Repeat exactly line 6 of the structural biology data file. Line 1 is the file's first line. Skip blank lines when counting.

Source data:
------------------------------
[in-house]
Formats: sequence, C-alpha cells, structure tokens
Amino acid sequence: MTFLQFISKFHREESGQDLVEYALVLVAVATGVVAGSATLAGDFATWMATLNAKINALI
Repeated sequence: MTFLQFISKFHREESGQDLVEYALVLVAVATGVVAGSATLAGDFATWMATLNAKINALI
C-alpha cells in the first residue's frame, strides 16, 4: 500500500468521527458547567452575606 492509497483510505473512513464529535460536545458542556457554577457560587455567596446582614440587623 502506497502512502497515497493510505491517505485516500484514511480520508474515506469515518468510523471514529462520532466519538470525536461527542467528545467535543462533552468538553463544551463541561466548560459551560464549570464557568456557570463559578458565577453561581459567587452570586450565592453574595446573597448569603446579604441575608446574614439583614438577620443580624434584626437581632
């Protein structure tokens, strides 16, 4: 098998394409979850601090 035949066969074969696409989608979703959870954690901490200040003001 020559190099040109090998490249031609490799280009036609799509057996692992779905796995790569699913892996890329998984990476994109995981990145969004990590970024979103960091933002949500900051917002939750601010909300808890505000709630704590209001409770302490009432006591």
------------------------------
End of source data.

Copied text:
């Protein structure tokens, strides 16, 4: 098998394409979850601090 035949066969074969696409989608979703959870954690901490200040003001 020559190099040109090998490249031609490799280009036609799509057996692992779905796995790569699913892996890329998984990476994109995981990145969004990590970024979103960091933002949500900051917002939750601010909300808890505000709630704590209001409770302490009432006591």